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Be a hockey helper

Joe Anderson’s veteran’s guide to guiding the new hockey parent

 Joe Anderson’s veteran’s guide to guiding the new hockey parent

What follows is an explanation of why it’s necessary to help your fellow hockey parent in the early days of their early seasons.  In the spirit of the holidays, read this and take a moment to help out a glassy eyed mini-mite parent.  This is not a critique, we’ve all been there.  Please don’t get your feelings hurt. Save that for when your kid is unjustly denied his or her rightful place on an A team.  You’ll need all your energy for that battle.

Our home arena has a player entrance.

That door also serves as an unguarded entrance to high school games (the use of which ALWAYS results in the fan going out the same door and proceeding directly to the ticket stand) and a gateway for nut-job parents like myself that still insist on attending every practice and game.

In the fall, the flow of vehicle traffic leading up to – and away from – that entrance is pleasant and orderly.  The older kids are engaged in tryouts, and after their teams have been selected the pathway is still navigable as veteran parents have the drop off/ pick up drill dialed in. We old-timers know we only slow down long enough for our child to scramble out of an almost moving vehicle.

The winds of change begin to blow when our youngest skaters arrive on the scene.  The onset of the mite season brings a new crop of parents learning the ways of the hockey drop off and pick up.  In a truly Minnesotan rite of passage, these newbie Moms & Dads become automotive gobstoppers by parking in the turn-around circle (or whatever you call that circle where the cars turn around), blocking and/or completely stopping the flow of traffic with their cars while demonstrating a complete lack of efficiency during the unloading and loading process.

Here’s your first opportunity to be a hockey helper.

Step one – lay on the horn. Then let ‘em know the illegal parking is completely out of bounds.  Ask them, “Would you park like that at your kids’ school?” Hop out of the car and direct traffic or show the rookies how to yank a hockey bag out of the car and underhand it towards the entrance.  And if you’re fortunate enough to encounter a vehicle with a fine layer of dust, leave a lengthy note on the hood to educate them on the finer points of rink parking.

Once that gentle lesson has been taught, and all cars are safely (and appropriately) parked, the new hockey parent will proceed directly to the nearest available locker room.  That room schedule on the wall or television? It’s clearly not applying to them.  Listen closely and you’ll hear the giveaway, “this one looks empty, let’s go in here!” Teachable moment number two has arrived.

Try this – set off an explosion of 12 year olds in their sanctuary and watch their sweet little mite scramble to escape the hell that is a Pee Wee locker room.  Not only will you teach a valuable lesson, but our new hockey friends will get a taste of what their future holds.  It’s loud, inattentive, and smells like a Florida swamp being used as an expired Mayonnaise dumping ground.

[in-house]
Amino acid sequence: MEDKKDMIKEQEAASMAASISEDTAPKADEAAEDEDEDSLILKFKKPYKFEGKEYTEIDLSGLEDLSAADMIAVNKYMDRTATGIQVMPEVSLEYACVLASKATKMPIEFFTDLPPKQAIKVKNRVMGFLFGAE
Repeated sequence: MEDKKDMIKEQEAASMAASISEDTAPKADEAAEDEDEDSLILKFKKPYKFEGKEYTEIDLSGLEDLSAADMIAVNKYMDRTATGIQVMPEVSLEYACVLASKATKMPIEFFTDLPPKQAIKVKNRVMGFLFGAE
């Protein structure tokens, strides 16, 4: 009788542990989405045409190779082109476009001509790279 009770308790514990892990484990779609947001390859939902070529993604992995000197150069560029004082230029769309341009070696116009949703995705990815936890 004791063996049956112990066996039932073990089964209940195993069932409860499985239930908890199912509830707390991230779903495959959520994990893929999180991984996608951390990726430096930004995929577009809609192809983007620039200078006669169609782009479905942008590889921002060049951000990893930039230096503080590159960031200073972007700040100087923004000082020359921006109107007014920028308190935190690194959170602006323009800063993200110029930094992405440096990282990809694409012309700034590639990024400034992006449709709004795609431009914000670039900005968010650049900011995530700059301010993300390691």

You’ve done another good deed, helping the little guys, girls, Moms and Dads get settled into the appropriate dressing area (or at least a room in the same building); and this means the march to the ice is about to begin.

With kids tripping over each other, two parents escorting each child, the aforementioned Pee Wee explosion going the other way and running down everyone in their path, everyone stopping to chat … this is the most dangerous time of the day.  The veteran hockey parent would seize this moment and dash for the safety of their parked vehicle or a warm corner of the arena, but not you, because you’re here to help.  Tell the kids the Zamboni is right behind them and coming in hot.  Watch them scramble for the safety of the ice.

Let the fun begin, your work here is done.

 

Dry Scrape Item –

Like “Overtime” only cooler – Get It?

One month into the season, and we’ve had the Zamboni door open twice prior to the end of a close game.  The main culprits: Devastating (yet short-lived) injuries that require a less-than-agile coach to shuffle across the ice and back AND seemingly endless offside calls.

Most of these calls could be avoided if a tag-up offside rule was in place for the Pee Wee/U12 level and up.  The majority of kids at this level aren’t jumping the gun through ignorance.  They know the rule, but the game is moving fast and sometimes they just can’t help but slide into the zone early.

The kids at this level are more than capable of clearing the zone and regrouping, and frankly speaking, that would be a better teaching tool than a whistle and stoppage of play.

Joe Anderson is "The Artist Formerly Known as Mr. Phunn" after spending many moons on the local airwaves. He's also a longtime youth hockey coach (Level 3 Re-certification already completed..thank you) in the St. Paul Capitals organization and still occasionally skates (slowly) Old-Man games. Now in the real estate business, he is an agent with RE/MAX Results, based out of the Crocus Hill office in St. Paul. You can follow him on Twitter @Phunnsie.

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